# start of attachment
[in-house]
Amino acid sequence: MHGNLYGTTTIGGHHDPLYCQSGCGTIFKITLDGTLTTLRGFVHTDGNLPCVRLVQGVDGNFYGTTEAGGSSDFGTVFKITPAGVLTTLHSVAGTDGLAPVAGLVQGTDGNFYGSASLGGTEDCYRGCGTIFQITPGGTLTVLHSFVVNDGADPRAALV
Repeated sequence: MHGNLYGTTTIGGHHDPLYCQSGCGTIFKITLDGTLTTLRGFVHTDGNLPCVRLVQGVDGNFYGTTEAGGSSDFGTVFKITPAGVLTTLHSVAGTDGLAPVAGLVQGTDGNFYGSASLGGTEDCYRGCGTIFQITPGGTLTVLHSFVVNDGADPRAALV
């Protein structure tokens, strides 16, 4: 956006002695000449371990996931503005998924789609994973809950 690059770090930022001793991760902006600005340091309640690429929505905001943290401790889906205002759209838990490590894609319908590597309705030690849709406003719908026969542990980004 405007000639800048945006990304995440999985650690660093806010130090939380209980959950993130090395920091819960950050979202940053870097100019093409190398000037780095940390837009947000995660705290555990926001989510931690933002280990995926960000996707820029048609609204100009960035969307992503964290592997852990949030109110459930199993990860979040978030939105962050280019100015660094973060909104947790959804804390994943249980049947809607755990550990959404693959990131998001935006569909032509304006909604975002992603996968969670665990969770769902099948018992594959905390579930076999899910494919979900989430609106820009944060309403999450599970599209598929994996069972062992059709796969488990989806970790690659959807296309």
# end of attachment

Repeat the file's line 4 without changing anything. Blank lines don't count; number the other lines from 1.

């Protein structure tokens, strides 16, 4: 956006002695000449371990996931503005998924789609994973809950 690059770090930022001793991760902006600005340091309640690429929505905001943290401790889906205002759209838990490590894609319908590597309705030690849709406003719908026969542990980004 405007000639800048945006990304995440999985650690660093806010130090939380209980959950993130090395920091819960950050979202940053870097100019093409190398000037780095940390837009947000995660705290555990926001989510931690933002280990995926960000996707820029048609609204100009960035969307992503964290592997852990949030109110459930199993990860979040978030939105962050280019100015660094973060909104947790959804804390994943249980049947809607755990550990959404693959990131998001935006569909032509304006909604975002992603996968969670665990969770769902099948018992594959905390579930076999899910494919979900989430609106820009944060309403999450599970599209598929994996069972062992059709796969488990989806970790690659959807296309």